Food Allergy Counseling

Food Allergy Counseling
Sloane Miller, Food Allergy Counselor (Picture © Noel Malcolm 2013)

Saturday, September 23, 2006

Rosh Hashanah

Last night was a celebration of the beginning of the New Year. We were fortunate enough to have dear friends and family to celebrate with us.

Thursday, mom and I cooked most our Rosh dinner from scratch; the chicken was Murray's was from Fairway. Shhh, don't tell.

And most of it I could eat except of course the Challah or the Noodle Kugel or any of the desserts. But the meat was mighty fine and I can't wait to attack the leftovers! However, leftovers will have to wait as we are invited to spend another Rosh at my dear friend Stephanie's mother-in-law's house tonight. Oy, the eating this weekend! How lucky am I?

First the good stuff, the dinner menu.

Starters:
Chopped liver
Franks in Blanks
Apples in honey
Round Challah

Main:
Roasted Chickens
Brisket with onions, carrots and potatoes
Noodle Kugel with raisins and without
Buttered Green Beans
Tsimmes

Dessert:
Tegelach
Chocolate Babka
Cheesecake strudel
Fruit

Second, more good stuff, the conversation.

Arthur attempted to raise the issue of resolution: what each of us thinks we might do in the New Year differently or better or with more effort or focus. This is part of the Days of Awe concept:

“One of the ongoing themes of the Days of Awe is the concept that God has "books" that he writes our names in, writing down who will live and who will die, who will have a good life and who will have a bad life, for the next year. These books are written in on Rosh Hashanah, but our actions during the Days of Awe can alter God's decree. The actions that change the decree are "teshuvah, tefilah and tzedakah," repentance, prayer, good deeds (usually, charity). These "books" are sealed on Yom Kippur. This concept of writing in books is the source of the common greeting during this time is “May you be inscribed and sealed for a good year”.” [definitions care of http://www.jewfaq.org/index.htm]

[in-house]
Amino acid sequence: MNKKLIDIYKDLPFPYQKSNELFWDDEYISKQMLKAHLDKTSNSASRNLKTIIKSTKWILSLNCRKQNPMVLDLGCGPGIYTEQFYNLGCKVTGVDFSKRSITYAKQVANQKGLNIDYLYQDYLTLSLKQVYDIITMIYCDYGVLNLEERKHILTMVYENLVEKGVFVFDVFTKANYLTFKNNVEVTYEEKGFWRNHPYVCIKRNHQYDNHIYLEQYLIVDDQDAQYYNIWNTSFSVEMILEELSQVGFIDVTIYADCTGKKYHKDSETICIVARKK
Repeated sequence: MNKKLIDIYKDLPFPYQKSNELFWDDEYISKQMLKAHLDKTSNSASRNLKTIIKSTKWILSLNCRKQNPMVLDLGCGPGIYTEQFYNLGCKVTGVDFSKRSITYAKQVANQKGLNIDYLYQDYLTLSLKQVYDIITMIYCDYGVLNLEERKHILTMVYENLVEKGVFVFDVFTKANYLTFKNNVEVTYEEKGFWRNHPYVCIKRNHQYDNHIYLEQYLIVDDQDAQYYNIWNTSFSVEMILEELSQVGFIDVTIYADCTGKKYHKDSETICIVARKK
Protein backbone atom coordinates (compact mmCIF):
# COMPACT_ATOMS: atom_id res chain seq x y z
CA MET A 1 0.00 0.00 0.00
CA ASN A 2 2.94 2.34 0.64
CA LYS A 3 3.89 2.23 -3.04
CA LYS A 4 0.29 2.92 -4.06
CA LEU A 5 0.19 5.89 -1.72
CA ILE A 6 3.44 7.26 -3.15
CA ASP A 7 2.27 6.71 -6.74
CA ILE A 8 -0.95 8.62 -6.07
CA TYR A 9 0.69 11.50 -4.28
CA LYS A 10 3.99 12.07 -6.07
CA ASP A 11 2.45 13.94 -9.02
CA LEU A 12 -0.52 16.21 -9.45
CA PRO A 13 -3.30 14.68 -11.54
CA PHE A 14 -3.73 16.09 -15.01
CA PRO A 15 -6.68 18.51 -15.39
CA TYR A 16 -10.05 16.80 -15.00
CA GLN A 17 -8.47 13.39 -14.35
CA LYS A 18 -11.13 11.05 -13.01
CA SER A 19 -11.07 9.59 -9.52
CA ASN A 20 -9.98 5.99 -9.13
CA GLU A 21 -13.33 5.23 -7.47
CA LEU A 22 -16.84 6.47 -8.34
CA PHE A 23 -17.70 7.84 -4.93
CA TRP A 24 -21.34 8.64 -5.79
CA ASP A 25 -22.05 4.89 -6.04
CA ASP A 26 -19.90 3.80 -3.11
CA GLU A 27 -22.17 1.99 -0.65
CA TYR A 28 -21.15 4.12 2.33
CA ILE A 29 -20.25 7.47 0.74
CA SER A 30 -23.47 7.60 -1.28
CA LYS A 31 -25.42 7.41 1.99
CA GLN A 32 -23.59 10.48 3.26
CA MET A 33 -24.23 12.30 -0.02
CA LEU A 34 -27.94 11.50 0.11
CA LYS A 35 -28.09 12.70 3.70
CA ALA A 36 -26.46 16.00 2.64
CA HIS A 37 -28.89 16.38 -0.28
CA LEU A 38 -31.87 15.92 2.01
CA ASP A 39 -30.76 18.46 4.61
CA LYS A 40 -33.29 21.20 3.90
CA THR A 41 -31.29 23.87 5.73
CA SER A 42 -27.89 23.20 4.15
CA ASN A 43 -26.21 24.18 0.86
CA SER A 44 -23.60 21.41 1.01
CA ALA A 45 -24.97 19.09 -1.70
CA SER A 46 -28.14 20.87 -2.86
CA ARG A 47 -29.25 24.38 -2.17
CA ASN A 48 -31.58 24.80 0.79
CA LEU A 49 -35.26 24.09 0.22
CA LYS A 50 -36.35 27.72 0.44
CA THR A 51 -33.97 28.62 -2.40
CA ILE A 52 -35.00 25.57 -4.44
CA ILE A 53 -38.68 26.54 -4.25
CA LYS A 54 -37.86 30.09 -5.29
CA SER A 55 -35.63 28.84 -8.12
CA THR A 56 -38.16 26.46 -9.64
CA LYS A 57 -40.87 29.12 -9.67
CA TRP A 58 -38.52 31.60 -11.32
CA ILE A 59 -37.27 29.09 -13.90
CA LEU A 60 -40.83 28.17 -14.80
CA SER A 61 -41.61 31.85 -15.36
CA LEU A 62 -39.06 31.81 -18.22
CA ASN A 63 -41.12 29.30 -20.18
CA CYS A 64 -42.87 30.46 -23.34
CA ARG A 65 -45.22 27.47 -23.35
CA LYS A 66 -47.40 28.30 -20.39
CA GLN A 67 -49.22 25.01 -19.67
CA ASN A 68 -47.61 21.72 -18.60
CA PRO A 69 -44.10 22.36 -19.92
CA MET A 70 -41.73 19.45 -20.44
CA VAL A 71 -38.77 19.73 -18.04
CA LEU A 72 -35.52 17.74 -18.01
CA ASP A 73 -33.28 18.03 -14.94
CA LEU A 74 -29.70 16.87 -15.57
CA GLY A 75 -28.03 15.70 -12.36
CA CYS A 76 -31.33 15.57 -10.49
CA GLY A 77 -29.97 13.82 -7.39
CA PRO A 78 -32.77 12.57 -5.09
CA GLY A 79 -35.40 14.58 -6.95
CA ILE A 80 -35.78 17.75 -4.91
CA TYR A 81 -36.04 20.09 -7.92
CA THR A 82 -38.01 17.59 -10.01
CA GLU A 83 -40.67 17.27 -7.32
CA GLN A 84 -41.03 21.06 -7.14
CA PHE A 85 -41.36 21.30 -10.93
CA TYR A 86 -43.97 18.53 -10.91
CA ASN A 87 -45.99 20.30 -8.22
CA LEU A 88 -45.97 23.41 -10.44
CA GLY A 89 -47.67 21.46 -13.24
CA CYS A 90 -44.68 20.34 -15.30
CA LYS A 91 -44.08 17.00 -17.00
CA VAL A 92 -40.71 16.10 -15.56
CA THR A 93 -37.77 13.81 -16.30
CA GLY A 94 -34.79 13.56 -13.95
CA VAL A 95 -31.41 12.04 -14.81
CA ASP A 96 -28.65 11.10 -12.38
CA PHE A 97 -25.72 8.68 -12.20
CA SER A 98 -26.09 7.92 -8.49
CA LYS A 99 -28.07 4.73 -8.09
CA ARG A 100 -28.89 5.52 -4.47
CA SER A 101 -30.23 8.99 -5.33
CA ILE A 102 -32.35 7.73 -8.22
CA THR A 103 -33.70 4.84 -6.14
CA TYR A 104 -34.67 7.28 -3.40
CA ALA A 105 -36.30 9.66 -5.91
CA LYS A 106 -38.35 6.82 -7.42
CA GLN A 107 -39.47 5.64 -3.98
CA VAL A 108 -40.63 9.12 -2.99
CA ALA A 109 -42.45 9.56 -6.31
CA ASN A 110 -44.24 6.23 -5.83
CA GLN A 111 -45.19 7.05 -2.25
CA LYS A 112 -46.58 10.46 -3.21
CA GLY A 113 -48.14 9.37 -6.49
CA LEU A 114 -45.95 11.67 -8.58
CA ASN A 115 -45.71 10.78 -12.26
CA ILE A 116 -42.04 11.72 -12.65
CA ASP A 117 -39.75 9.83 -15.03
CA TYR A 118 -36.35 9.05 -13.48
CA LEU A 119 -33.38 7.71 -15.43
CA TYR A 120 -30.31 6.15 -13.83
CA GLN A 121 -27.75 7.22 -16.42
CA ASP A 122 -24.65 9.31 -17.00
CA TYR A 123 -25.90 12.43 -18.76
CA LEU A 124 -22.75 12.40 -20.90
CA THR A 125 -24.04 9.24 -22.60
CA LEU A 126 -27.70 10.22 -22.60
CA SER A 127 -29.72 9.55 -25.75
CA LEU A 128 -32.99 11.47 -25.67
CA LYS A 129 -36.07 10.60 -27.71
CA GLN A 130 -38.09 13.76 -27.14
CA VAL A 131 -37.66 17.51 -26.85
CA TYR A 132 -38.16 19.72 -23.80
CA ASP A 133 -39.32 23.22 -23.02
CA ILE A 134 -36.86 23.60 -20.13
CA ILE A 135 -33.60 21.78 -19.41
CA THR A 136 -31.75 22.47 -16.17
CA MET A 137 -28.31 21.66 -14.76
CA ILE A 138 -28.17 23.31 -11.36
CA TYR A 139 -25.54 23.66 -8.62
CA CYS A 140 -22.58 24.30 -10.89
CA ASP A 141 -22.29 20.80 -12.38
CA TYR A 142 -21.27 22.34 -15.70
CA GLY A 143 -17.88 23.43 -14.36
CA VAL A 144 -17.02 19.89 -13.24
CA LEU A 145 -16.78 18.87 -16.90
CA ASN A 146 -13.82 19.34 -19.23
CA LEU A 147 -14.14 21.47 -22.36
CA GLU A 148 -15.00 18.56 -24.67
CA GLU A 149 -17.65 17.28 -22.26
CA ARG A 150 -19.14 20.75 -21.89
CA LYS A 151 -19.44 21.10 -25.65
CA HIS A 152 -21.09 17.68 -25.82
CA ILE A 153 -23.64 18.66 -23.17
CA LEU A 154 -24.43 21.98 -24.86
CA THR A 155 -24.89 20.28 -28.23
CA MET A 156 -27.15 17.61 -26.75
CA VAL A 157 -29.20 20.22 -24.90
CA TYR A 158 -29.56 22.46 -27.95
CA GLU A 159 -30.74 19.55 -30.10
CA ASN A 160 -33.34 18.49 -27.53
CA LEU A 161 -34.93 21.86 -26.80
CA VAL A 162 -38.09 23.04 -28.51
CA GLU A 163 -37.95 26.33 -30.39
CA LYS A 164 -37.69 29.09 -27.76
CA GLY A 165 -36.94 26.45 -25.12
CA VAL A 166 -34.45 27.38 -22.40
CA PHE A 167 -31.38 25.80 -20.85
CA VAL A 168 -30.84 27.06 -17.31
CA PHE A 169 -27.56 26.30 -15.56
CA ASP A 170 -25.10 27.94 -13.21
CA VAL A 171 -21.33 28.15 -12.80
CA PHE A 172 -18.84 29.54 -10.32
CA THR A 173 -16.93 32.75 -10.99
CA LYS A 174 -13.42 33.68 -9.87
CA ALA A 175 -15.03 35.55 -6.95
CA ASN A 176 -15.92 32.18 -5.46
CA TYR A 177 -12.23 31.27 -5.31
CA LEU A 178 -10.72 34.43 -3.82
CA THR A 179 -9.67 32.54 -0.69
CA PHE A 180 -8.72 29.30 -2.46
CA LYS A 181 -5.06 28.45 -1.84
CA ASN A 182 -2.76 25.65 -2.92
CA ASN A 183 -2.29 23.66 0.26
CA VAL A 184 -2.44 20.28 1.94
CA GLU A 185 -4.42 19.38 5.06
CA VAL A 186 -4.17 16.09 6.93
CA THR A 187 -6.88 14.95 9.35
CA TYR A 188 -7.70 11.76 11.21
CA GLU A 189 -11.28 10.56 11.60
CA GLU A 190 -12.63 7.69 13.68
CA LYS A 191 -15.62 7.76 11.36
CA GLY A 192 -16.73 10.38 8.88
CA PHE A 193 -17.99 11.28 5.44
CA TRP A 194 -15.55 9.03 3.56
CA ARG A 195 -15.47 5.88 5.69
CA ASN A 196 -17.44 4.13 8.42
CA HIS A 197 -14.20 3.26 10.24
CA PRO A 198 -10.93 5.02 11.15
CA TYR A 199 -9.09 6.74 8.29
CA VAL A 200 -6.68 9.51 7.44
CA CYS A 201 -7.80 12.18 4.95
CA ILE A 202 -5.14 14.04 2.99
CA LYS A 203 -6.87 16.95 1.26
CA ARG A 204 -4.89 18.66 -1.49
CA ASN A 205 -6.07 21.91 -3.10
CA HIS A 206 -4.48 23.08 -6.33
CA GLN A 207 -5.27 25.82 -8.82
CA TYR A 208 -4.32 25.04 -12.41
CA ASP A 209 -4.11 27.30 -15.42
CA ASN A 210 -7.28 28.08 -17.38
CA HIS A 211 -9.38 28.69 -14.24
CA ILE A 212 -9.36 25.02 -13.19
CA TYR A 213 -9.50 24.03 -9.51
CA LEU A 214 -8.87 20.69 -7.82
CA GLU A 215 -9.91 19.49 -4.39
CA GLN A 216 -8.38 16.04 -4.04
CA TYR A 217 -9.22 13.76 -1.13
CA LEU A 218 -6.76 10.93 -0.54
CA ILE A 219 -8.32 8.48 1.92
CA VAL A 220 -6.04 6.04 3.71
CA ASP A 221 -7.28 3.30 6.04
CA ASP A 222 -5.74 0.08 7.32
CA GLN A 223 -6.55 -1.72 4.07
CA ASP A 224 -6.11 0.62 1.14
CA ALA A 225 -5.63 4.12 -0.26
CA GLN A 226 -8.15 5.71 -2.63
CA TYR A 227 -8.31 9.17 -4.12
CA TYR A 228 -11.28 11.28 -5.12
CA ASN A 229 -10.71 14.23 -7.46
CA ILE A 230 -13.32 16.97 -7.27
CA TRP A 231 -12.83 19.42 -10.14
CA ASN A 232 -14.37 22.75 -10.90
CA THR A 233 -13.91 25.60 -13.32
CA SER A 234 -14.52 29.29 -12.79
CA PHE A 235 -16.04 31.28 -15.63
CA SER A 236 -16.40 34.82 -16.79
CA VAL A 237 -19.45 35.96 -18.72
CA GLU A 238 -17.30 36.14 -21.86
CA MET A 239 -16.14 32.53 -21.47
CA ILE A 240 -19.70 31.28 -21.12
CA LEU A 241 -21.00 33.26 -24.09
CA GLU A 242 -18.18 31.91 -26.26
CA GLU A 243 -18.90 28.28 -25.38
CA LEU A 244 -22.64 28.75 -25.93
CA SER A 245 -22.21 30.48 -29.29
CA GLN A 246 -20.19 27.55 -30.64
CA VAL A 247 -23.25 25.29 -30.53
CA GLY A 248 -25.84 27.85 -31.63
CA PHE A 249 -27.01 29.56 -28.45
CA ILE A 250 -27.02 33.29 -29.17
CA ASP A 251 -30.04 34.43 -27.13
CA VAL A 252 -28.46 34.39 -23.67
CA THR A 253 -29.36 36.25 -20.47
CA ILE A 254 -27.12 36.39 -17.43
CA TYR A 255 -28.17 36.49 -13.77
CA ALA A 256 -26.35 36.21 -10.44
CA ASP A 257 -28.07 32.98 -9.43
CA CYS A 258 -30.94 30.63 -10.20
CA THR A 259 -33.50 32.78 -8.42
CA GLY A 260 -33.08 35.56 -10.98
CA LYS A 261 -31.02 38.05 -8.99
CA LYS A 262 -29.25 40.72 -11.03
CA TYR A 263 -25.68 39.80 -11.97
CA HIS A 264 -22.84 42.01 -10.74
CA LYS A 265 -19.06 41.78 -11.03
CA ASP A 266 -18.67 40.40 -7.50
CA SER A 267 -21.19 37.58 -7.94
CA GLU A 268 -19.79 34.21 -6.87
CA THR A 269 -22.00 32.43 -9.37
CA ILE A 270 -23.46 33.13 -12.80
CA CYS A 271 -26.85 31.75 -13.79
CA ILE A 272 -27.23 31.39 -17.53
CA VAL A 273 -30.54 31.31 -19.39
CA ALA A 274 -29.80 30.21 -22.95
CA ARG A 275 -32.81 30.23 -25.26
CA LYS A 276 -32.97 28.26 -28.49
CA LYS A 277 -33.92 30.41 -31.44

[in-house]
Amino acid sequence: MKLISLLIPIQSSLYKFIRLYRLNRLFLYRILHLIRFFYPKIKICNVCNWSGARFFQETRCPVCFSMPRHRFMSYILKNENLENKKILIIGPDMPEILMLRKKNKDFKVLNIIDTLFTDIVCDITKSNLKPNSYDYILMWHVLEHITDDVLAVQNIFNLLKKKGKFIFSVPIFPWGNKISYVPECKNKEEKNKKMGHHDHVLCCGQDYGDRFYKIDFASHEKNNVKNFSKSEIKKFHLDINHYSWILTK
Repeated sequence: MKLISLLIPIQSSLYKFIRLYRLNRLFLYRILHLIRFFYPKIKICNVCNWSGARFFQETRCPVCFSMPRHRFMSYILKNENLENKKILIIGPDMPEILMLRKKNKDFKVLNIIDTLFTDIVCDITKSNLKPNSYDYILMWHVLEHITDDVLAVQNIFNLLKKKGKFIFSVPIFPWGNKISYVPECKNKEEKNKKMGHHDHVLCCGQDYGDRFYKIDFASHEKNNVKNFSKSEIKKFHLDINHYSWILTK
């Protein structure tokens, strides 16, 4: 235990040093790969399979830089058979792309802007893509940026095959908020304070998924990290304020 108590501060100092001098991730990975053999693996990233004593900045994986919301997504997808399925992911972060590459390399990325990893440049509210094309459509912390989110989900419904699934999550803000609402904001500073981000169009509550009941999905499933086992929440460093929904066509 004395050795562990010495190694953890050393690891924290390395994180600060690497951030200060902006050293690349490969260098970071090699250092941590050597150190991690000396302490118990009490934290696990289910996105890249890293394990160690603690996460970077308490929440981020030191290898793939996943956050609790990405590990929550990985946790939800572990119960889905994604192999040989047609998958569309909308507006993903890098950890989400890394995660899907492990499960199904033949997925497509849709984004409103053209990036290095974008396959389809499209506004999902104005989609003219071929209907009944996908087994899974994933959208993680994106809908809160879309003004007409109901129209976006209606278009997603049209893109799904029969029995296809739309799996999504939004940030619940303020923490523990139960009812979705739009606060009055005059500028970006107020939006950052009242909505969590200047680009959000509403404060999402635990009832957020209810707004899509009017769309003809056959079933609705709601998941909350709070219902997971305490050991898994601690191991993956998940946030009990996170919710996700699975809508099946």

And then Casey brought up a very fine question: “What does Rosh Hashanah actually mean?” which silenced the boisterous table. Like cricket-time. Not one of us knew.

So Casey, after synagogue today, I ran home and looked it up: Rosh Hashanah occurs on the first and second days of Tishri. In Hebrew, Rosh Hashanah means, literally, "head of the year" or "first of the year."

I'm looking forward to another evening of friends and family and food and to the next ten Days of Awe, to contemplate the year past and the year ahead.

Shana Tova!

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